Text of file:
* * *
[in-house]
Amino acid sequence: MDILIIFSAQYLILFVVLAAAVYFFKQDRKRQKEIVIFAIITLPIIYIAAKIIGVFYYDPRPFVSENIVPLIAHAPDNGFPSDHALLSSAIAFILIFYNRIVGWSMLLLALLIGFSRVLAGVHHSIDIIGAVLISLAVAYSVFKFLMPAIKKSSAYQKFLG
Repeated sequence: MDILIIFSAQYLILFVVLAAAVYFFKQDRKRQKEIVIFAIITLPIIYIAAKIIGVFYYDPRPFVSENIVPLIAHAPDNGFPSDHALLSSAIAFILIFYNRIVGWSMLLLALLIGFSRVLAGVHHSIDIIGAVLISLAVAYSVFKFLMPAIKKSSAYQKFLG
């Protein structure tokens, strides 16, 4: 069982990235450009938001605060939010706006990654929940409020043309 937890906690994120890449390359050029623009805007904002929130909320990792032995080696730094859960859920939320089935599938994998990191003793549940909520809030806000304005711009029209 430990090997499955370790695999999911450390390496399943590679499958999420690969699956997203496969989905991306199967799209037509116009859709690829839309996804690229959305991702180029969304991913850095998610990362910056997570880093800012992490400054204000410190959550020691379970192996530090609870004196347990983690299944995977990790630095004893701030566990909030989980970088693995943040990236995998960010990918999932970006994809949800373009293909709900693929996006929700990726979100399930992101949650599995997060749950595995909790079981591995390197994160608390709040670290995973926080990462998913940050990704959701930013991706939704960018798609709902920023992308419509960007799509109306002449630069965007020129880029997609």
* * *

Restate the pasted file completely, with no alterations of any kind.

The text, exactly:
[in-house]
Amino acid sequence: MDILIIFSAQYLILFVVLAAAVYFFKQDRKRQKEIVIFAIITLPIIYIAAKIIGVFYYDPRPFVSENIVPLIAHAPDNGFPSDHALLSSAIAFILIFYNRIVGWSMLLLALLIGFSRVLAGVHHSIDIIGAVLISLAVAYSVFKFLMPAIKKSSAYQKFLG
Repeated sequence: MDILIIFSAQYLILFVVLAAAVYFFKQDRKRQKEIVIFAIITLPIIYIAAKIIGVFYYDPRPFVSENIVPLIAHAPDNGFPSDHALLSSAIAFILIFYNRIVGWSMLLLALLIGFSRVLAGVHHSIDIIGAVLISLAVAYSVFKFLMPAIKKSSAYQKFLG
């Protein structure tokens, strides 16, 4: 069982990235450009938001605060939010706006990654929940409020043309 937890906690994120890449390359050029623009805007904002929130909320990792032995080696730094859960859920939320089935599938994998990191003793549940909520809030806000304005711009029209 430990090997499955370790695999999911450390390496399943590679499958999420690969699956997203496969989905991306199967799209037509116009859709690829839309996804690229959305991702180029969304991913850095998610990362910056997570880093800012992490400054204000410190959550020691379970192996530090609870004196347990983690299944995977990790630095004893701030566990909030989980970088693995943040990236995998960010990918999932970006994809949800373009293909709900693929996006929700990726979100399930992101949650599995997060749950595995909790079981591995390197994160608390709040670290995973926080990462998913940050990704959701930013991706939704960018798609709902920023992308419509960007799509109306002449630069965007020129880029997609």